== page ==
For those of us in the food allergy world, we remember the competitor TwinJect, and we watch with deep concern as Auvi-Q tries to re-enter the channel. Mylan has worked closely with the PBMs to secure it 90+% market share that Bresch mentioned in her Congressional testimony. And deals are often made for a price that secure exclusivity. A lock up and a lock out. It drives shareholder returns for both the drug company and the PBM, and given the massive increase in revenue in both channels over the last decade, no one is complaining.
Except for the consumer and now the attorneys general in 20 states. Why? Because this price gouging is impacting the consumer who is not only buying EpiPens, but also diabetes medications and supplies, asthma meds, cancer meds and so many more. In the United States, we spend 18 cents of every dollar managing disease. These guys are at the mouth of that spending fire hose, happy to catch as much as they can.
Can we blame them? It’s their fiduciary duty to shareholders, and no one is regulating them.
But recently, Anthem Health filed a lawsuit against one of these big PBMs to the tune of $15 billion. Others are looking at the PBM channel, too, which is hidden and shrouded in back room deals and under the table handshakes. It truly does seem like some sort of mafia film. And it’s stunning that three companies have been able to command billions from drug manufacturers, health care plans and consumers. It’s become such a lucrative deal that United Health recently launched its own PBM and reports it to be their fastest growing revenue generator.
But according to the drug companies beholden to these PBMs, “its the mafia, extrortion, a system that does not allow access to innovation.”
And given the rates of disease in our country, that is a serious problem.
So who benefits? The long-term, multinational drug companies like Mylan and the PBMs. They end up becoming “the smartest guys in the lab” not unlike Enron claimed to be “the smartest guys in the room.”
Can we afford to have innovation in the hands of so few companies? What does that mean to pricing? To the competitiveness of the marketplace? What does it mean when it comes to protecting the health of our families?
Drug costs in the United States are astronomical compared to other countries.
And the system is not only broken, but unregulated,as we now know with the PBMs. Not only are consumers suffering, but corporations paying skyrocketing health care costs are, too.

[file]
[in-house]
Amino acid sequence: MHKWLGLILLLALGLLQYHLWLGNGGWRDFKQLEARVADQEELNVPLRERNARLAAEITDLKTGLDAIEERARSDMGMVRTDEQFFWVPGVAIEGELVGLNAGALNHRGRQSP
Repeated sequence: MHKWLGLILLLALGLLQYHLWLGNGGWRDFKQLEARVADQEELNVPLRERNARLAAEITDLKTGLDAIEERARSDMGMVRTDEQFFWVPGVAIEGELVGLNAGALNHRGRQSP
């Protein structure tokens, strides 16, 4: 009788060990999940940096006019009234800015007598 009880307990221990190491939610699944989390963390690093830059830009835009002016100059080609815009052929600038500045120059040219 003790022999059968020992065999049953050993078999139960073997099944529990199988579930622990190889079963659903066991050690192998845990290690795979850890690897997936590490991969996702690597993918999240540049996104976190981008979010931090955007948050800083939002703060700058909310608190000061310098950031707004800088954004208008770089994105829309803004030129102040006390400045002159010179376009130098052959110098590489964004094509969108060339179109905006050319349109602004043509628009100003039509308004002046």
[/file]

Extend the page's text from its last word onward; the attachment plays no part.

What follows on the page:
This year, something remarkable happened. A groups of multinational companies came together to form the Health Transformation Alliance. In their words, “The current health care system is unsustainable and it costs too much. The Health Transformation Alliance’s goal is to improve the way corporations provide health care benefits in an effort to create better health care outcomes for their employees. By coming together to share expertise, the companies seek to make the current multilayered supply chain more efficient. We view it as A Better Way.”
In other words, they’re getting hosed, too.
Take a look at who is in it:
The 20 companies that formed the alliance include:
- American Express
- American Water
- BNSF Railway Co.
- Brunswick Corp.
- Caterpillar Inc.
- Coca-Cola Co.
- E.I. du Pont de Nemours & Co.
- HCA Inc.
- Hartford Financial Services Group Inc.
- IBM Corp.
- International Paper Co.
- Lincoln Financial Group
- Macy’s Inc.
- Marriott International Inc.
- NextEra Energy Inc.
- Pitney Bowes Inc.
- Shell Oil Co.
- Verizon Communications Inc.
- Weyerhaeuser Co.
There is so much more to uncover here, and we have more articles to share.
The current health care system is broken, and the PBMs certainly don’t want you to know about it.
A few weeks ago at the Forbes Healthcare Summit, Mylan CEO, Heather Bresch, had the following to say:
“The pharma pricing system was not built on the idea of consumer engagement,” she said. “It was built … on market efficiencies. It was not built on the premise of consumerism.”
As the attorneys general turn their eyes onto the price fixing by Mylan and other generics, it’s time for them to take a look at how companies like Mylan play the tables and spreads with the pharmacy benefit managers.